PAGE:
Women’s Memorial March Honours Memory, Lives of Missing, Murdered Indigenous Women and Girls

There is no greater power than the power of love. Love soothes our grief and emotional pain that comes with learning a loved one has been murdered. Though love cannot bring them back to life, it can motivate and inspire a collective demand for action and change.  

DTES Annual Women’s Memorial March | Facebook

Under the banner “Their Spirits Live Within Us,” thousands gathered at Vancouver’s Downtown Eastside on Valentine’s Day as part of a nationwide effort to raise awareness and honour the lives of Indigenous women, girls, and two-spirit people who’ve gone missing or have been murdered.

Elders walked a route strewn with flower petals dropped onto the street by three young women leading the procession. They stopped at locations where women and girls were either murdered or last seen alive and held a commemorative ceremony.

One such stop along Vancouver’s Blood Alley was the spot where Rosie Merasty was murdered in 1991. Her sister, Sophie Merasty, expressed gratefulness to the elders. “Thank you from the bottom of my heart, because it meant so much to me that she be acknowledged all these years later,” said Merasty.

Nicole Brown’s mother, Frances, went missing in October 2017 while picking mushroom with a friend north of Smithers. Brown accompanied elders along the march’s route while carrying a framed photo of her mom and a basket of red flowers.

The names of area girls and women who’ve gone missing, been murdered, or died by violence in Downtown Eastside are updated and then published for every annual event. This year’s booklet lists 75 names, and many of the marchers were either a friend or family member of a murdered or missing woman or girl. “This is a day of grieving, a day of mourning,” said Myrna Cranmer, the event organizer responsible for ensuring names are added to the list. “Our women are being hunted.”

Organizers of the 28th Women’s Memorial March say each person has a role to play in ending violence against Indigenous women. Organizer Carol Martin suggests the national attitude toward First Nations must change. “The Canadian system has spent many years smearing our image,” Martin told First Nations Drum in a post-event telephone interview. “The Canadian psyche has been ingrained with how they should treat us. Racism is very much alive, and it’s killing us.”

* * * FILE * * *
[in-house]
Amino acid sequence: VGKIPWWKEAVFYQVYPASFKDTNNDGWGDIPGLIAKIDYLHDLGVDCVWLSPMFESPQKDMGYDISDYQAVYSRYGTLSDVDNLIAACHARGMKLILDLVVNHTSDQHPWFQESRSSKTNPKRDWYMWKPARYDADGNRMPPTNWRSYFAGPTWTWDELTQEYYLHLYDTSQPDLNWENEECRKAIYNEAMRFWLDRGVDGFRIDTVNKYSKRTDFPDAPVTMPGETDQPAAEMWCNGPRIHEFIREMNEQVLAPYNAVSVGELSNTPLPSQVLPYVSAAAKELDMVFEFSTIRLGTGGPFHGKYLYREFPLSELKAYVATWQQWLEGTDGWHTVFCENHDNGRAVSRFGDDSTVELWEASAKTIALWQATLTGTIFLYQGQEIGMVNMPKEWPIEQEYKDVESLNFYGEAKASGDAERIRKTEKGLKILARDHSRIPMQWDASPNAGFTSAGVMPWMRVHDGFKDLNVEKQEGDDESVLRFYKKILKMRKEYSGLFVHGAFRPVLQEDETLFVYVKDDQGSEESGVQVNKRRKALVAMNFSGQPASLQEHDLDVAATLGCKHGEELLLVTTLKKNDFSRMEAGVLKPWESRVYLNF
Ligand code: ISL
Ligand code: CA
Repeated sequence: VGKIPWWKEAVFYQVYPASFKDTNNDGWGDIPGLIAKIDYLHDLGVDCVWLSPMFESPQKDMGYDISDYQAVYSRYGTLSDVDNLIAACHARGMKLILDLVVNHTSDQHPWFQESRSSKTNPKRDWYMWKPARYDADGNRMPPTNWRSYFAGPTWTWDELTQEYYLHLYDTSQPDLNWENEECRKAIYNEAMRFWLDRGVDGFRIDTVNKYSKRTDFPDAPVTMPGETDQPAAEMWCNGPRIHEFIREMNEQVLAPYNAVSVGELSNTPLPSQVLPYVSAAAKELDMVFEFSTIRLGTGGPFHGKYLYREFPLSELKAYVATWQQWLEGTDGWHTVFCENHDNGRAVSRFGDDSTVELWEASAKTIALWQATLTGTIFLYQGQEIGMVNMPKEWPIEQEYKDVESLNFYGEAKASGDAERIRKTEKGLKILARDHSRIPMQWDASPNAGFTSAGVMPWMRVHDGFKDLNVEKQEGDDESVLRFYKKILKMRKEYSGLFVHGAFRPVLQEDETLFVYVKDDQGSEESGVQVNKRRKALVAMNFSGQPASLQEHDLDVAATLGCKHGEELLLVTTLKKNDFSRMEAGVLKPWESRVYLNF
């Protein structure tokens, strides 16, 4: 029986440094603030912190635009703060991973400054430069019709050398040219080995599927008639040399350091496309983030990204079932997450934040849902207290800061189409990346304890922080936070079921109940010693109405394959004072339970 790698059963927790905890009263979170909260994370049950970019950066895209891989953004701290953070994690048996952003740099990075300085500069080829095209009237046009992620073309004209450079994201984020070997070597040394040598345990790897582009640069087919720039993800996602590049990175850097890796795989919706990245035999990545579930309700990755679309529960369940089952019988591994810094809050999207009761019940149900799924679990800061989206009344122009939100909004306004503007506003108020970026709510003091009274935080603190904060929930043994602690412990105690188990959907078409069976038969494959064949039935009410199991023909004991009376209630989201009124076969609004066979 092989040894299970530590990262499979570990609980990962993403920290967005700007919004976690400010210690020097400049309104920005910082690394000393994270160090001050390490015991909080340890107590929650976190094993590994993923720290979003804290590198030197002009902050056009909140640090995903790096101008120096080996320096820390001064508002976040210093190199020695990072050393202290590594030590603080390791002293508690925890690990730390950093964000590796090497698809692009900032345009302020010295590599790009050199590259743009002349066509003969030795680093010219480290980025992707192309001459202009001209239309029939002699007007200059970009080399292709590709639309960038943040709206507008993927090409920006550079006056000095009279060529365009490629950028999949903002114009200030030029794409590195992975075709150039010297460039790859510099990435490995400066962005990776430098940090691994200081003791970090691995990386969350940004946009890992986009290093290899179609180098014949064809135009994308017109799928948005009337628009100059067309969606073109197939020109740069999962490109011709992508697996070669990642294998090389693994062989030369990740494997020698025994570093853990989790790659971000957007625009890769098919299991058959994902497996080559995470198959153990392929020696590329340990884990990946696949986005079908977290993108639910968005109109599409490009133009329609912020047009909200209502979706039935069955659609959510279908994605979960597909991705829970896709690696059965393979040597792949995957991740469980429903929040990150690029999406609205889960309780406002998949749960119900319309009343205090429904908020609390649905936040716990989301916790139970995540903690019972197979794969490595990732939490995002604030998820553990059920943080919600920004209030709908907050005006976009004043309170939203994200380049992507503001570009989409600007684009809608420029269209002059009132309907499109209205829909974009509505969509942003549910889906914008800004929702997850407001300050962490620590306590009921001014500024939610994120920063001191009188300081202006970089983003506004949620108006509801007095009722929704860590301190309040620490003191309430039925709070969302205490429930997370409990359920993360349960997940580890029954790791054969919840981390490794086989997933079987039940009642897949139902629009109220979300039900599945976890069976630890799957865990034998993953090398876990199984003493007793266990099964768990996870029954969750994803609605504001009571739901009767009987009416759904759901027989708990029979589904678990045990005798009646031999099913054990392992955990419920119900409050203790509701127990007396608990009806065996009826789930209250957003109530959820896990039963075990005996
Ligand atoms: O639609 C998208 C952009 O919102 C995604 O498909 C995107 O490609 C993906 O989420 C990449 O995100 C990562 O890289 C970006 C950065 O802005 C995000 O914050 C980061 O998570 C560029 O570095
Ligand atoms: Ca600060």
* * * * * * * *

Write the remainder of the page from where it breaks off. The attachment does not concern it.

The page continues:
Martin said every person has a responsibility to look past negative stereotypes, labels, and images to see First Nations people as the human beings we are. “The history is one of not seeing us as human beings,” Martin. “We were to be used by any means and then disposed of when we had no more usefulness. This was justified in the Canadian system, and if you look at the court system, jails, and hospitals, they’re filled with our people. The Canadian system does not work for us still today.”

Organizer Evelyn Youngchief would like to see a harsher sentence levied against any person convicted of murdering an indigenous woman. “They get a slap on the wrist. It’s a joke,” Youngchief told First Nations Drum. “First Nation women are targeted, and this needs to stop.”

Some of the women doing frontline work in the Downtown Eastside and involved with the annual march have been critical of the slow pace of change. Event organizers want people to keep in mind that women and girls continue to go missing and are being murdered in alarming numbers across the country despite the national inquiry’s work.  

In 2018, Juanita Desjarlais appeared before national inquiry hearings in Vancouver to share her story of survival. “We need changes today,” said Desjarlais, an event organizer, Sixties Scoop survivor, and intergenerational survivor of the residential school system.

In Montreal, the lives of missing and murdered Indigenous women were recognized by event participants taking their message before public transit riders. Called, “Love in Action,” activists using silent protest methods boarded busy Montreal subway routes during a Thursday rush hour. They wore red and carried posters to raise awareness of the indigenous women missing or murdered in Quebec.

“The Metro ride is like a silent protest,” said Dayna Danger, a program and campaign coordinator at Gender Advocacy. “It’s to bring awareness to an issue that continues to go on. We’re always thinking of strategies to get non-indigenous public to recognize their complicity on this land and what that means for indigenous people.”

With the national inquiry’s final report expected to be released in April, Danger remained pessimistic that positive change is near. She is dissatisfied that nothing substantial is happening to address systemic causes to violence against indigenous women. “There is this level of education that still needs to be done. This is something hopefully that they [Metro Riders] take the time to notice,” Danger said. “We very much want to know about this issue, to care, and that this is something that needs to be changed.”